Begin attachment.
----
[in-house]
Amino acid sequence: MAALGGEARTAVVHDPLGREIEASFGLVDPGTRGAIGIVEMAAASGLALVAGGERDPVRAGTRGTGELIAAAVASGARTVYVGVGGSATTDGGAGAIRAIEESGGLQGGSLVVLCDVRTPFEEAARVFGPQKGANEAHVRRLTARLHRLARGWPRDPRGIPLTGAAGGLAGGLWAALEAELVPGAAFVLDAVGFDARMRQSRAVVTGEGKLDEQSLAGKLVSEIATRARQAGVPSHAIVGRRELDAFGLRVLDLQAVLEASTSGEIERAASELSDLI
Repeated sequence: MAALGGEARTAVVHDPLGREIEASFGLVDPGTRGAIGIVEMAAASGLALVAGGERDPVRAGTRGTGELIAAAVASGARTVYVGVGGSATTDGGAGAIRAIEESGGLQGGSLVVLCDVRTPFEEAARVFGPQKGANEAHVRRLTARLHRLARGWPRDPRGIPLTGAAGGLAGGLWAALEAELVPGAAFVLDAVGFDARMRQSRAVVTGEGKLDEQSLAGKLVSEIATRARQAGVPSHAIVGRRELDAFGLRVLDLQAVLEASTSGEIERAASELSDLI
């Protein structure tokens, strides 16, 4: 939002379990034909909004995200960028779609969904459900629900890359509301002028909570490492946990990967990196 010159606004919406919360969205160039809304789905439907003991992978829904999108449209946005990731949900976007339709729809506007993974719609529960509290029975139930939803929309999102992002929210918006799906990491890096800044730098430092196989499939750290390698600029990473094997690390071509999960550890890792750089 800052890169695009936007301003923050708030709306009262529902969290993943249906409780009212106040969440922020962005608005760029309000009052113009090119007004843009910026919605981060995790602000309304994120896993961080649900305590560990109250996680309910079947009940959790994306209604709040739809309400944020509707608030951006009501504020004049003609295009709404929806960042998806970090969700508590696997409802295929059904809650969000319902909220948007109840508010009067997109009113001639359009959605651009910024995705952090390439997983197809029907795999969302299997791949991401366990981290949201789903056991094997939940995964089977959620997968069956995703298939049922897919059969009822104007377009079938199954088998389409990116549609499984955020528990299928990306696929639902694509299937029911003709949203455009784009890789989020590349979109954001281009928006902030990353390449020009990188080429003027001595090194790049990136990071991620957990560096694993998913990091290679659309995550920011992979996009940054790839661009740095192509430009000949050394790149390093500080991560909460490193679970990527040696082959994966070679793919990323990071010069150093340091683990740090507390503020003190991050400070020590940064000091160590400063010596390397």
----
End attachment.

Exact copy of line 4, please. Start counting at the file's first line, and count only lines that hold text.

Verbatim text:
């Protein structure tokens, strides 16, 4: 939002379990034909909004995200960028779609969904459900629900890359509301002028909570490492946990990967990196 010159606004919406919360969205160039809304789905439907003991992978829904999108449209946005990731949900976007339709729809506007993974719609529960509290029975139930939803929309999102992002929210918006799906990491890096800044730098430092196989499939750290390698600029990473094997690390071509999960550890890792750089 800052890169695009936007301003923050708030709306009262529902969290993943249906409780009212106040969440922020962005608005760029309000009052113009090119007004843009910026919605981060995790602000309304994120896993961080649900305590560990109250996680309910079947009940959790994306209604709040739809309400944020509707608030951006009501504020004049003609295009709404929806960042998806970090969700508590696997409802295929059904809650969000319902909220948007109840508010009067997109009113001639359009959605651009910024995705952090390439997983197809029907795999969302299997791949991401366990981290949201789903056991094997939940995964089977959620997968069956995703298939049922897919059969009822104007377009079938199954088998389409990116549609499984955020528990299928990306696929639902694509299937029911003709949203455009784009890789989020590349979109954001281009928006902030990353390449020009990188080429003027001595090194790049990136990071991620957990560096694993998913990091290679659309995550920011992979996009940054790839661009740095192509430009000949050394790149390093500080991560909460490193679970990527040696082959994966070679793919990323990071010069150093340091683990740090507390503020003190991050400070020590940064000091160590400063010596390397």